We will have a coexistence system with a president – who has not yet started the third year of his second five-year term – and a government with different tendencies.

Their policies are opposite in many respects”,”text”:”There will be very strong tensions as their policies are opposite in many respects”}}”>There will be very strong tensions as their policies are opposite on many issuesFrédéric Mérand underlines.

On domestic policy, Merand expects legislation to focus on law and order, as well as toughening migration and security policy.

In foreign policy, the RN There are hostile positionsNATO, For pro-EU and pro-Russian tendencies. However, Mr. Bardella noted during his program that he sees Russia as a multidimensional threat to France and Europe. He also said that France will not back down from its promises to help Ukraine.

The RN However, unlike Emmanuel Macron, who is opposed to sending troops on the ground, he refuses to exclude this option.

According to the constitution, the president is responsible for foreign policy and defense, but in practice he still needs the approval of the legislature for major decisions.

2. Relative majority for RN

With 36% voting intention, it is likely that the RN However, absolute majority could not be achieved.

Relatively majority, This is the hypothesis that Macron thinks Jordan Bardella will stick with because he will be in the same position. [l’actuel premier ministre] Gabriel AtalErwan Lecoeur explains. That is to say that he cannot decide and needs a majority which he does not get.

Jordan Bardella has already commented that he cannot become Prime Minister if his party does not have a majority. I need an absolute majority to form the governmentsaid in a recent interview.

Who could believe that living with a relative majority could change the daily lives of the French? person I say to the French: to try us, we need an absolute majority.

A quote from National rally leader Jordan Bardella

Will he still accept the post of Prime Minister? Also, would Emmanuel Macron appoint him under these circumstances?

See also  Dead "for a while": A mother and her severely disabled daughter were found lifeless

The president may choose someone else, perhaps a technocrat, to lead the country until the next elections, Mr. Lecoeur notes. A new assembly election cannot be held for one year.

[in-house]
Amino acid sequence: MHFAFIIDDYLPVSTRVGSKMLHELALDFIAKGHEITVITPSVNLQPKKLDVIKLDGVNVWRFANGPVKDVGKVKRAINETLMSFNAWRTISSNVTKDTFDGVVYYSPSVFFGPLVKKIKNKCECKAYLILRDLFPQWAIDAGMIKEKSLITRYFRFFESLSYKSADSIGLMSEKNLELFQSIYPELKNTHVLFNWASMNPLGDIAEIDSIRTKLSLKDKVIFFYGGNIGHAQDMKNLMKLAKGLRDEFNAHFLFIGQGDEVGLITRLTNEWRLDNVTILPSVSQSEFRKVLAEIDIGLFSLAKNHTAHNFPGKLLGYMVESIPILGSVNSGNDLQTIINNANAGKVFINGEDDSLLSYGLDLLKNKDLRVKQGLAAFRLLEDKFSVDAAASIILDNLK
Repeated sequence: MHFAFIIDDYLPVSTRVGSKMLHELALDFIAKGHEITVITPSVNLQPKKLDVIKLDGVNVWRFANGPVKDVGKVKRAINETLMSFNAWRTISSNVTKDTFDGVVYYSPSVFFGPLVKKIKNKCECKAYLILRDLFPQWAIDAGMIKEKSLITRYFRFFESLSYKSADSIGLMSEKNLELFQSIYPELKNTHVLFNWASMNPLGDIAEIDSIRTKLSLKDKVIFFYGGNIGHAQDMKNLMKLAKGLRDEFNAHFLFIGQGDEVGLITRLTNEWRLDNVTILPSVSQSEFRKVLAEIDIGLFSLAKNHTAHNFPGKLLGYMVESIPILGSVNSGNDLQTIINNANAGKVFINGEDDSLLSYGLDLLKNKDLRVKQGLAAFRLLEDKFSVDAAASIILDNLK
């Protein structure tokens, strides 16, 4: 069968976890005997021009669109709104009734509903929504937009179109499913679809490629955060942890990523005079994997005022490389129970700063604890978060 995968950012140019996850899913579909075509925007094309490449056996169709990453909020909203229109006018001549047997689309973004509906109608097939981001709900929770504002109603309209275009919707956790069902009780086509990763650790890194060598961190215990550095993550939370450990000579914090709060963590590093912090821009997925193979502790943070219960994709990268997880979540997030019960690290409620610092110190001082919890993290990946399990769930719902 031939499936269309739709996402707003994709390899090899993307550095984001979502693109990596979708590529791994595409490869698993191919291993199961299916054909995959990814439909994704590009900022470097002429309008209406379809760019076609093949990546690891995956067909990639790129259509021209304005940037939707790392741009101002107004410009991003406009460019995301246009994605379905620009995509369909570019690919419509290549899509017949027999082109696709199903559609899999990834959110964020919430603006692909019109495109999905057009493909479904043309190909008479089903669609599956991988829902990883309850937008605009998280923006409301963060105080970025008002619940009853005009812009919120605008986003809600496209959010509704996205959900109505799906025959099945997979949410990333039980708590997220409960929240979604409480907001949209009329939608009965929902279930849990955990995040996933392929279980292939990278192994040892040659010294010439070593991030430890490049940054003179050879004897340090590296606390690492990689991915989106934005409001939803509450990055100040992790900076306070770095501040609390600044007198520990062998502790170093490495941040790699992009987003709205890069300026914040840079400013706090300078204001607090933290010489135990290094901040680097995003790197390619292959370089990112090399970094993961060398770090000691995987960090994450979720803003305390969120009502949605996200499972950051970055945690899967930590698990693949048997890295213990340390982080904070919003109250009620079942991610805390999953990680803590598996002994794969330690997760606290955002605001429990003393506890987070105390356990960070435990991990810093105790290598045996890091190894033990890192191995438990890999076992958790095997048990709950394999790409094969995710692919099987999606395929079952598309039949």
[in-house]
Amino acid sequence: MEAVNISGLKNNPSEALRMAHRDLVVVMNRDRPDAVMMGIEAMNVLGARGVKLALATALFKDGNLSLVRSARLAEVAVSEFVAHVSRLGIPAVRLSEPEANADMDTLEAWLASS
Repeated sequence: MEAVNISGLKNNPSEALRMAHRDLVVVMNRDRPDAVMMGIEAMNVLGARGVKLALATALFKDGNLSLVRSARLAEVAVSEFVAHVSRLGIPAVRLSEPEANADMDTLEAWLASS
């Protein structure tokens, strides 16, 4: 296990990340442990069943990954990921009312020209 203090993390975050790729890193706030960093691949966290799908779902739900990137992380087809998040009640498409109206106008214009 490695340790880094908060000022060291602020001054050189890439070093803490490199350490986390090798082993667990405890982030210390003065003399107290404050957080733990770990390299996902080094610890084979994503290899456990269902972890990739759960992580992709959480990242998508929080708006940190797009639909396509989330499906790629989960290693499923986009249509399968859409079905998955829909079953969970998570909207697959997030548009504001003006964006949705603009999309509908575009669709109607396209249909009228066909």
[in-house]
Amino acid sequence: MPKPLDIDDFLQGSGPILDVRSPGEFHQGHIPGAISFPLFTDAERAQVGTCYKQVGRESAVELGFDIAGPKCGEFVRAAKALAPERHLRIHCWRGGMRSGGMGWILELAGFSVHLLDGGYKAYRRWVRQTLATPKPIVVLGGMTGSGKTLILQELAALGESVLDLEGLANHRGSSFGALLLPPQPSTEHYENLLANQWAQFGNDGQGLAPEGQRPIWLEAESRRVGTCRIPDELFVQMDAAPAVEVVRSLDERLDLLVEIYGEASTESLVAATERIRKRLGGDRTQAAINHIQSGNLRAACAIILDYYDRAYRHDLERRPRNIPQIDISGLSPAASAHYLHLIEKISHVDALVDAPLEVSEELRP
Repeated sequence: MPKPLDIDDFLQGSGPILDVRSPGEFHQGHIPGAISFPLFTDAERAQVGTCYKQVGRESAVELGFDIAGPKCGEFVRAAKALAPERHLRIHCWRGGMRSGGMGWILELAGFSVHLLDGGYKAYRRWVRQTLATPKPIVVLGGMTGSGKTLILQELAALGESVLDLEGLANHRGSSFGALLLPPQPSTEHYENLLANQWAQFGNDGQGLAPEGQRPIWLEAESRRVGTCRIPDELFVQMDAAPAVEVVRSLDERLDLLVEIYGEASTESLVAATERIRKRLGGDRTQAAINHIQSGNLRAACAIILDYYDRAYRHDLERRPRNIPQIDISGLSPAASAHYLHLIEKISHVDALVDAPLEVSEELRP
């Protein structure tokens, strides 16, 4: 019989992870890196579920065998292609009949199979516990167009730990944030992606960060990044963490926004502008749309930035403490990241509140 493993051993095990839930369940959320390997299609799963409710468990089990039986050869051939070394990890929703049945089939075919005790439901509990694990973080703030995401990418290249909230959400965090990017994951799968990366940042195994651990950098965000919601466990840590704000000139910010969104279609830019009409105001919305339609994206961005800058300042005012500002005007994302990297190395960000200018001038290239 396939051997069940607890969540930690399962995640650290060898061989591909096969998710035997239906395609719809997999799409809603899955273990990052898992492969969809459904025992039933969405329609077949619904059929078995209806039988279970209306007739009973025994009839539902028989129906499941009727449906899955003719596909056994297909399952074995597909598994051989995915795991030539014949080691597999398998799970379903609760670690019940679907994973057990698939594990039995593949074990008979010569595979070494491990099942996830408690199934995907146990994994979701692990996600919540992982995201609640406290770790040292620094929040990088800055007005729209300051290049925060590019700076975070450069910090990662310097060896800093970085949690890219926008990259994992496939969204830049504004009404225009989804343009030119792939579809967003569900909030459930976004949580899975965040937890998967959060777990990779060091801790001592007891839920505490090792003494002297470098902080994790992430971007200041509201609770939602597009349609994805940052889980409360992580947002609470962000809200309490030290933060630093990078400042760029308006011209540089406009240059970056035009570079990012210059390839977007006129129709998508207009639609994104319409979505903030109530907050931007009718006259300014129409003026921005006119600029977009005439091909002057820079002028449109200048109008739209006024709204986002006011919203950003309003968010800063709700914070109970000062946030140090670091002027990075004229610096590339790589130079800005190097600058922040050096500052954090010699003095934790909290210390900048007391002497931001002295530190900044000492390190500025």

Anyway, here’s the recipe Permanent legislative deadlock, believes Frédéric Mérand. It’s also a scenario that leaves more room for Emmanuel Macron to maneuver to create a majority vote and oppose it. RN.

People wait behind barricades decorated with new Popular Front posters.

Supporters of the New Popular Front attend a meeting with La France President Insomize in Montpellier on June 23, 2024.

Photo: Getty Images / Sylvain Thomas

3. Leftists in power?

Even more unlikely, but still possible, is a left-wing majority.

LFI and Communists, we come to 30%, which is not far from the National Rally”,”text”:”With their unique nomination system, if we combine the votes of the Socialist Party, Greens, LFI and Communists, we get 30%, not far from the National Rally”}}”>If we combine the votes of the Socialist Party, the Greens, with their unique nomination system, LFI And among the Communists, we come to 30%, not far from the National Rally, recalls Frédéric Mérand. In the second round, if voters on the center and right choose the left, blocking the right from the right, the NFP can win.

At this stage, it is difficult to say who will be their candidate for the post of Prime Minister, even if the coalition survives in the medium term.

Either way, analysts worry about the uncertain period ahead for France.

Two rounds of majority voting

A deputy is elected in the first round if he receives votes equal to a quarter of the number of registered voters and an absolute majority. If unsuccessful, candidates who receive at least 12.5% ​​of the total number of registered voters participate in the second round. If this condition is not met, a second round is arranged with the two candidates coming first. The person with the highest number of votes will then be elected.